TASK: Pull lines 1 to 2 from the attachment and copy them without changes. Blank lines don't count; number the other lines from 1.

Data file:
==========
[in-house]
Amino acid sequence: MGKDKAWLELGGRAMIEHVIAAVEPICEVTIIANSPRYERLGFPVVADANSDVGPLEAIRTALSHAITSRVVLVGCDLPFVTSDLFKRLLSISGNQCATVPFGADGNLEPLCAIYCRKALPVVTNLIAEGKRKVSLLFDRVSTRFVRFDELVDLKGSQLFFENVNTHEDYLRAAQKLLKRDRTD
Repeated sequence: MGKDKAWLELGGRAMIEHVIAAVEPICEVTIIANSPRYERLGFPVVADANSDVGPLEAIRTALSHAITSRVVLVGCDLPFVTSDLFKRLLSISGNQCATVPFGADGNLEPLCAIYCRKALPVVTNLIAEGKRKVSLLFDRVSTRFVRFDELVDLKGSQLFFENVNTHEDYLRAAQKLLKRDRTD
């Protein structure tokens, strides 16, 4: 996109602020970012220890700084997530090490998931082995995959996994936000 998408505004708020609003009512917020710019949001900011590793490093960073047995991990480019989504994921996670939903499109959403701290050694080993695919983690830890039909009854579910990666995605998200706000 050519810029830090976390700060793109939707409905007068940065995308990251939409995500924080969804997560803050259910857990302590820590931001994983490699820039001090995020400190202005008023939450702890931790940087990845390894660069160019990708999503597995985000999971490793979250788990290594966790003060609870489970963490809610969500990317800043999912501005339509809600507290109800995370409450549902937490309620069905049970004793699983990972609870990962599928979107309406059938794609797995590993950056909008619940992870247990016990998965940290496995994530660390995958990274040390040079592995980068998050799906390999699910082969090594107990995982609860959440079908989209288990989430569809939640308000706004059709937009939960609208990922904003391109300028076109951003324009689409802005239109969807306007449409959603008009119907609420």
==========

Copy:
[in-house]
Amino acid sequence: MGKDKAWLELGGRAMIEHVIAAVEPICEVTIIANSPRYERLGFPVVADANSDVGPLEAIRTALSHAITSRVVLVGCDLPFVTSDLFKRLLSISGNQCATVPFGADGNLEPLCAIYCRKALPVVTNLIAEGKRKVSLLFDRVSTRFVRFDELVDLKGSQLFFENVNTHEDYLRAAQKLLKRDRTD